THE INSPIRATION GALLERY

THE JEWELS

By 1900, Alphonse Mucha had created several series portraying various subjects as pretty women. There was The Seasons (1896), The Arts (1898) and The Flowers (1898), all of which were done in four panels. The formula was a success- ful one for the artist and carried into 1900 with The Jewels, also known as Precious Stones. This series differed from the others in the respect that it personified each stone as a woman but split the image in half to include a flower of similar colouring to the gem. The studies of The Jewels depicted the women bare breasted, how- ever, Mucha's publisher requested that the artist cover them, which he did for the final images. ©1900 Alphonse Mucha

AMETHYST   Amethyst is shown as an alluring woman with passion flowers in her hair and iris at her feet. Mucha was partial to the iris and it was considered the symbolic flower of the Art Nouveau movement. He often used lush floral arrangements in his work but usually they were for bordering or framing a figure.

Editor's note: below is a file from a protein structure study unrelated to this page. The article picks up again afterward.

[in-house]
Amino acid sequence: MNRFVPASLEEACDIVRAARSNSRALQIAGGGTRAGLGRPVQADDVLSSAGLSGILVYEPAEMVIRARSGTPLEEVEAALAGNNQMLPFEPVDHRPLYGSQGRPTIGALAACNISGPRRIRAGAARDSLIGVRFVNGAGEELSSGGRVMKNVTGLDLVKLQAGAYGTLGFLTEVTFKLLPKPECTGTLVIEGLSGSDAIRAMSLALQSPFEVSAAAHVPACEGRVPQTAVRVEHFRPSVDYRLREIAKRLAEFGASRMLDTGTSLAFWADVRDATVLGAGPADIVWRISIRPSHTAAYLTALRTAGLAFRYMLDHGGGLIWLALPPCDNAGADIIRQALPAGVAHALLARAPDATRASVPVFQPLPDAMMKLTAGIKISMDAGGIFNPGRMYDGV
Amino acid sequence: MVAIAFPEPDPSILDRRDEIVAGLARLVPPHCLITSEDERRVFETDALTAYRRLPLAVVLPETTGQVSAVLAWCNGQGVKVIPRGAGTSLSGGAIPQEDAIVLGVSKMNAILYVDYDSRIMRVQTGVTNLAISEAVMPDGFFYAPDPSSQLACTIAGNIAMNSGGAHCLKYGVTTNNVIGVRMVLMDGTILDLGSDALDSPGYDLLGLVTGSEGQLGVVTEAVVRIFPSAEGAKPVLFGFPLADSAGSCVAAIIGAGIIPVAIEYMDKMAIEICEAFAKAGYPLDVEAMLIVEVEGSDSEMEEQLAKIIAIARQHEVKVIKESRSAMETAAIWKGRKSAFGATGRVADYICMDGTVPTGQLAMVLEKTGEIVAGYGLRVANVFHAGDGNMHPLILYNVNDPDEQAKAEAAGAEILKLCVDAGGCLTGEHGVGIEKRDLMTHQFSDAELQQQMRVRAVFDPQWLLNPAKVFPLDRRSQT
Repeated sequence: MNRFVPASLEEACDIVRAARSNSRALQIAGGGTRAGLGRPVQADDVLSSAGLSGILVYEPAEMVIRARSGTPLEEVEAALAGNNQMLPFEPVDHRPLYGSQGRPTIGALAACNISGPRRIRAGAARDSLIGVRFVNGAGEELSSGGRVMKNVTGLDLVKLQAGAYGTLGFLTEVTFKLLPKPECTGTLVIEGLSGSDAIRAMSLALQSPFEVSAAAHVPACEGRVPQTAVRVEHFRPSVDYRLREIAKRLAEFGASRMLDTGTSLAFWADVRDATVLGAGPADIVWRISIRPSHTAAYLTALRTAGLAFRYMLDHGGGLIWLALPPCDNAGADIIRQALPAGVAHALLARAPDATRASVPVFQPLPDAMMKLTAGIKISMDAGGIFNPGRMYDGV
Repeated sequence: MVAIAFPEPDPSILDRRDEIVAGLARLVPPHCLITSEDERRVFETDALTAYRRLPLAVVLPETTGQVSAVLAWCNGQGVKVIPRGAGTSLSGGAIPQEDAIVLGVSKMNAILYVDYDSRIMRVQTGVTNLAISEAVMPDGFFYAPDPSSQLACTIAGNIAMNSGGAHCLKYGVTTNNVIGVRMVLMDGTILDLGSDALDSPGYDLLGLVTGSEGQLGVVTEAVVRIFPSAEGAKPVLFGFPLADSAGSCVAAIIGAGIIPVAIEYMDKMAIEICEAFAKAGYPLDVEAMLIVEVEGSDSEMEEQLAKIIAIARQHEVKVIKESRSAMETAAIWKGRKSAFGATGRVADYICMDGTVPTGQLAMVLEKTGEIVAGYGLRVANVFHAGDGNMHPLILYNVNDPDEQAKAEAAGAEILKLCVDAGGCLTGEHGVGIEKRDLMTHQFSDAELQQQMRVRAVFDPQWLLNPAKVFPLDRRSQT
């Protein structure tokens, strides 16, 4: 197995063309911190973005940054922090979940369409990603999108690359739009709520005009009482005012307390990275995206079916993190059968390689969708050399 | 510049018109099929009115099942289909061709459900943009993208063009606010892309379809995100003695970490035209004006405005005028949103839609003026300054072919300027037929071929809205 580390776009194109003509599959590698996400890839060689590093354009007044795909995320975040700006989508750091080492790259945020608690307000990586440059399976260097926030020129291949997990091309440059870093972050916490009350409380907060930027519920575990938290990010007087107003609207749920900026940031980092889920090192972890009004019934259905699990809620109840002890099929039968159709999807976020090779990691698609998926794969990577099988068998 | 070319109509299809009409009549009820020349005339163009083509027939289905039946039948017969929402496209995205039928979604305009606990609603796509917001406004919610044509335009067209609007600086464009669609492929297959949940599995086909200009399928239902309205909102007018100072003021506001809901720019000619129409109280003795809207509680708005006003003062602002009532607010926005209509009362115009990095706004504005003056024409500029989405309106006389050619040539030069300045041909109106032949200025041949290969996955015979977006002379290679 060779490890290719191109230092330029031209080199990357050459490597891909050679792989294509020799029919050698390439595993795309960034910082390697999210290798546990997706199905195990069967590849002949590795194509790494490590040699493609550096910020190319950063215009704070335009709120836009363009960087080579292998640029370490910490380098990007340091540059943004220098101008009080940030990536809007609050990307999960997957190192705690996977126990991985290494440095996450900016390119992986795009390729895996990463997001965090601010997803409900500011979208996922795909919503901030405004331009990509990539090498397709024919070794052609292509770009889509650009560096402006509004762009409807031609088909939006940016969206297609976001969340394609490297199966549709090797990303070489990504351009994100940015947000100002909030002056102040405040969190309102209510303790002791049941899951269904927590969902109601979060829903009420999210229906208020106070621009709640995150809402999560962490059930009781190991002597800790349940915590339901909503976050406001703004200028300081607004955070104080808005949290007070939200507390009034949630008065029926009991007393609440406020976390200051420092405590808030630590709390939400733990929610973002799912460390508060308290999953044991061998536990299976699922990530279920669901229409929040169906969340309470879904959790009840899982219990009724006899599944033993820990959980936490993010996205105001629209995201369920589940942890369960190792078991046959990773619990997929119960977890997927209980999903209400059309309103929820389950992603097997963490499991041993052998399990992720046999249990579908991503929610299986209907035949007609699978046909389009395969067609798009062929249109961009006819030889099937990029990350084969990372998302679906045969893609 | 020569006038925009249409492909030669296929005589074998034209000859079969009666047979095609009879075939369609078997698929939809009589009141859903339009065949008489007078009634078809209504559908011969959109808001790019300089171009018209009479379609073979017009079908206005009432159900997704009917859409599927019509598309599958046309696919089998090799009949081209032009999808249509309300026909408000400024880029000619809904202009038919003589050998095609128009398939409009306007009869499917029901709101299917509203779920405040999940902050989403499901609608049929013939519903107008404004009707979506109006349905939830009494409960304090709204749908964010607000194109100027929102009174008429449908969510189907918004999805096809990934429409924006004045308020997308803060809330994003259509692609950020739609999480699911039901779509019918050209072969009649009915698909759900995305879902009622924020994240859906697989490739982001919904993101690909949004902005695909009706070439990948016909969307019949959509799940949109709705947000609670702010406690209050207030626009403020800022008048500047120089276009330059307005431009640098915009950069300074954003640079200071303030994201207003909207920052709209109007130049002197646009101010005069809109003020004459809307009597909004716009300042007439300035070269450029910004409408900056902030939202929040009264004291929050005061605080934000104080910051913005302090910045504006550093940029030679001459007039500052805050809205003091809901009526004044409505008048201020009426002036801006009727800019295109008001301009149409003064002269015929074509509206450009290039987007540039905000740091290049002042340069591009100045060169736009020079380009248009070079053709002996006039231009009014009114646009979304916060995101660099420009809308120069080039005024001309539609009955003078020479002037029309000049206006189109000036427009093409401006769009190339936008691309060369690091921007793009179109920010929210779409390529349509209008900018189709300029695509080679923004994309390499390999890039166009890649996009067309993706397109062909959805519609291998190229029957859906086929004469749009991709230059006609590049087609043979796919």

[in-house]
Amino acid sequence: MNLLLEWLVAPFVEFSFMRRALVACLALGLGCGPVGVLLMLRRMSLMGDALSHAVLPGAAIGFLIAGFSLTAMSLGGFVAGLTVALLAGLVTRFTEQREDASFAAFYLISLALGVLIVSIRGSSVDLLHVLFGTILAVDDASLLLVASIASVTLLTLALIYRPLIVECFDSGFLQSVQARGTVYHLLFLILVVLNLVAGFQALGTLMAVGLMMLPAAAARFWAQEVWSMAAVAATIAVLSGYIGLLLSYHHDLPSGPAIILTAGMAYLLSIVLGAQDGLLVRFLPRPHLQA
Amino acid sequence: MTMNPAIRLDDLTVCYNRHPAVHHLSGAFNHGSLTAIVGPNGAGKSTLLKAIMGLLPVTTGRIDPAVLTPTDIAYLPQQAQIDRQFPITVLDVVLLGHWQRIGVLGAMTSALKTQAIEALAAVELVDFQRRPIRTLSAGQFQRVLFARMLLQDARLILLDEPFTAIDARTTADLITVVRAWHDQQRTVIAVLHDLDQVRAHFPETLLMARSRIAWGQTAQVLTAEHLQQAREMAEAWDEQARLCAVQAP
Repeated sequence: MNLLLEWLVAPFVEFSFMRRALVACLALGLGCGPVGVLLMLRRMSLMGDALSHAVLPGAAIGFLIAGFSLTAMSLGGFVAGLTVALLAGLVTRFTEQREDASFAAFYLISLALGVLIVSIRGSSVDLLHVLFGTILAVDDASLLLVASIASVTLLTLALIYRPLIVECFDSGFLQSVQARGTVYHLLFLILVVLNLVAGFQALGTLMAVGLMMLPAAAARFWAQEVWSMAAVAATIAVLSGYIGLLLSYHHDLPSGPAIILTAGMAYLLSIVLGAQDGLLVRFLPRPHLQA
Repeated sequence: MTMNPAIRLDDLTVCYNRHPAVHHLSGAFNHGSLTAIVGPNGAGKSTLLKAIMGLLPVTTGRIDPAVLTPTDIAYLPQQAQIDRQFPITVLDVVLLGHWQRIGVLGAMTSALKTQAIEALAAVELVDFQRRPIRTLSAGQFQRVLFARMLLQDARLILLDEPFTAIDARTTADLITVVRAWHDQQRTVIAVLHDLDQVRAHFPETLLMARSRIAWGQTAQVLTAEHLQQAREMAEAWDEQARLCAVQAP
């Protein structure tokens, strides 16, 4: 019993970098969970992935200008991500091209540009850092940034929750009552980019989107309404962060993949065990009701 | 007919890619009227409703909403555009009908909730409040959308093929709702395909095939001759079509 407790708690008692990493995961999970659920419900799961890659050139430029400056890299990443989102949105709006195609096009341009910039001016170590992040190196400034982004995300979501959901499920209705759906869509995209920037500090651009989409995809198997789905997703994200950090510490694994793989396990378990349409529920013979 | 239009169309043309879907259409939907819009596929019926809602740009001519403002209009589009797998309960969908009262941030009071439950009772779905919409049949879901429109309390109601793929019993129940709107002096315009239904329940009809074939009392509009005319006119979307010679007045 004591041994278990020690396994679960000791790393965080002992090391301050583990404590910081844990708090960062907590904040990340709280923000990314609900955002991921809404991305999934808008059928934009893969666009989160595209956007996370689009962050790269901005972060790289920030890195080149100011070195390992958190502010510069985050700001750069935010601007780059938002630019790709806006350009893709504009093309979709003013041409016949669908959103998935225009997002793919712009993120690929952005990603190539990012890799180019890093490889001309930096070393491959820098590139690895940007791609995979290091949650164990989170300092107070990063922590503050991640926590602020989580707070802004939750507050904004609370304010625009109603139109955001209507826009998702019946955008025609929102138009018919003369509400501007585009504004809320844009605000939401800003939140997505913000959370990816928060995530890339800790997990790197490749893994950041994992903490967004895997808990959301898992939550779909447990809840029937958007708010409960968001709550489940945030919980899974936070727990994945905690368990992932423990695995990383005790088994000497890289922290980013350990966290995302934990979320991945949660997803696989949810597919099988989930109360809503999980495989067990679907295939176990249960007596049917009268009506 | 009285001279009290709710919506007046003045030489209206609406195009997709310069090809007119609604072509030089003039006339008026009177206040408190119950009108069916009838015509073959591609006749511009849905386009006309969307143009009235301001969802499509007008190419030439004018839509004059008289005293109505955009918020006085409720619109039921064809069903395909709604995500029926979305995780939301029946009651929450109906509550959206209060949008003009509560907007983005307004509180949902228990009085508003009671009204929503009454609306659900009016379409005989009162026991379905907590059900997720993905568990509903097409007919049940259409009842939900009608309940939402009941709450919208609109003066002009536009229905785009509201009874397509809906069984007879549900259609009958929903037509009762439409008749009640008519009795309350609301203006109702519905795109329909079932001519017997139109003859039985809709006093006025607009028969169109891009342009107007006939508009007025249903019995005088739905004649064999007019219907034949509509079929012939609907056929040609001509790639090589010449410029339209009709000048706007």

RUBY  Mucha depicted the gem as a woman of passion, staring boldly at the viewer in an almost challenging manner. The stone's colour is seen in the poinsettia at her feet, with the sharp points of it's petals accenting the general mood. Behind Ruby's head is a mosaic containing the pattern of the flower.

TOPAZ   The dreamy eyed Topaz sits casually in her chair, her thoughts far away from the viewer. At her feet is a money plant which Mucha associated with the gem. Every two years, the circular leaves of the plant turn a cloudy opaque, mirroring the feeling from the expression the woman wears.

EMERALD   Although the gem is often used to symbolize jealousy, Mucha considered it a gem representing mystery. The snake coiled in the woman's hair is startling and mirrored in small circles within the mosaic behind her. It is not meant as a frightening creature but rather one of an otherworldly nature.

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